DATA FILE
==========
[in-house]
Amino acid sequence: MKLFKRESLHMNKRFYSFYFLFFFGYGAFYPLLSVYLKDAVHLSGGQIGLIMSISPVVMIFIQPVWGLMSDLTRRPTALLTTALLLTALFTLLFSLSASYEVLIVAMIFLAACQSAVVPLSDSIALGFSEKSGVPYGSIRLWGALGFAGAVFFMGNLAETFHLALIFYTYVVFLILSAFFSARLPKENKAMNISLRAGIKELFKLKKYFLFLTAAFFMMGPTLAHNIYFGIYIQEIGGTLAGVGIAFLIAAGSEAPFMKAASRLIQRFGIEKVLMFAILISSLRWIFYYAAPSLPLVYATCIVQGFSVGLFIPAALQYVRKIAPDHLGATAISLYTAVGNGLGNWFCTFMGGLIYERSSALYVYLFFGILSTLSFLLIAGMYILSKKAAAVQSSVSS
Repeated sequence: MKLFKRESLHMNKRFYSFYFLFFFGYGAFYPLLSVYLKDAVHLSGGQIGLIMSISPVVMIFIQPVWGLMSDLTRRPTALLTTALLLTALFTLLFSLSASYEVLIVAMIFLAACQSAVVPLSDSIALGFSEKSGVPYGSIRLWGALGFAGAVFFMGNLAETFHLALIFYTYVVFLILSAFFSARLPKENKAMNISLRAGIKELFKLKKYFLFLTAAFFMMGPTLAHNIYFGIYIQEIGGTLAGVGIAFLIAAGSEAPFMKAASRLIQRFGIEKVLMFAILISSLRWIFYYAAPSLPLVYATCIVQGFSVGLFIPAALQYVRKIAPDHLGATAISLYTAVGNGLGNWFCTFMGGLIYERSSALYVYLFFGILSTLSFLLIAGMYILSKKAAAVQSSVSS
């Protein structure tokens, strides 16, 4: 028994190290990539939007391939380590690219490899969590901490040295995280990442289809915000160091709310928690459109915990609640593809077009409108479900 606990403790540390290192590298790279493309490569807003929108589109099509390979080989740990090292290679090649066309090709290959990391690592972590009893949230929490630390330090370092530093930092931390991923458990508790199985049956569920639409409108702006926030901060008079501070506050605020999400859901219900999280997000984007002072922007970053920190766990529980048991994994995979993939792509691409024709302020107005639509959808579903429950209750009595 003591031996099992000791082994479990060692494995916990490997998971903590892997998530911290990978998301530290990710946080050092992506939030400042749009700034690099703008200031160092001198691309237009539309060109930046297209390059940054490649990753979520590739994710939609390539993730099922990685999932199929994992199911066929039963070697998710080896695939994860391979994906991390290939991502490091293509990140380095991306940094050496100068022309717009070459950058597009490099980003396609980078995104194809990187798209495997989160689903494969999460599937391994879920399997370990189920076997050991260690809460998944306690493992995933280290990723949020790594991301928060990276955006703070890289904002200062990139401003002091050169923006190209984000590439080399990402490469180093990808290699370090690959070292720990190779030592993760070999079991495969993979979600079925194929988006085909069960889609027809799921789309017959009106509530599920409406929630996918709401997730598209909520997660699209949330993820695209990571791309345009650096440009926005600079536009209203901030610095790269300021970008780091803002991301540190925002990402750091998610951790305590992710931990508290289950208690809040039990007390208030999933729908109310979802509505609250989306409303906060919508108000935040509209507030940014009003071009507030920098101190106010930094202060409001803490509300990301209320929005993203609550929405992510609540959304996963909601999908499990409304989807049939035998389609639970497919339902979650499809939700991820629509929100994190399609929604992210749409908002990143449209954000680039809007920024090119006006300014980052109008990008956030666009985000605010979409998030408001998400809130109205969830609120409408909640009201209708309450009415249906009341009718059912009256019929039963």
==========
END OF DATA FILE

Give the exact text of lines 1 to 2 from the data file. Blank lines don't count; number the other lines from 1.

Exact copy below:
[in-house]
Amino acid sequence: MKLFKRESLHMNKRFYSFYFLFFFGYGAFYPLLSVYLKDAVHLSGGQIGLIMSISPVVMIFIQPVWGLMSDLTRRPTALLTTALLLTALFTLLFSLSASYEVLIVAMIFLAACQSAVVPLSDSIALGFSEKSGVPYGSIRLWGALGFAGAVFFMGNLAETFHLALIFYTYVVFLILSAFFSARLPKENKAMNISLRAGIKELFKLKKYFLFLTAAFFMMGPTLAHNIYFGIYIQEIGGTLAGVGIAFLIAAGSEAPFMKAASRLIQRFGIEKVLMFAILISSLRWIFYYAAPSLPLVYATCIVQGFSVGLFIPAALQYVRKIAPDHLGATAISLYTAVGNGLGNWFCTFMGGLIYERSSALYVYLFFGILSTLSFLLIAGMYILSKKAAAVQSSVSS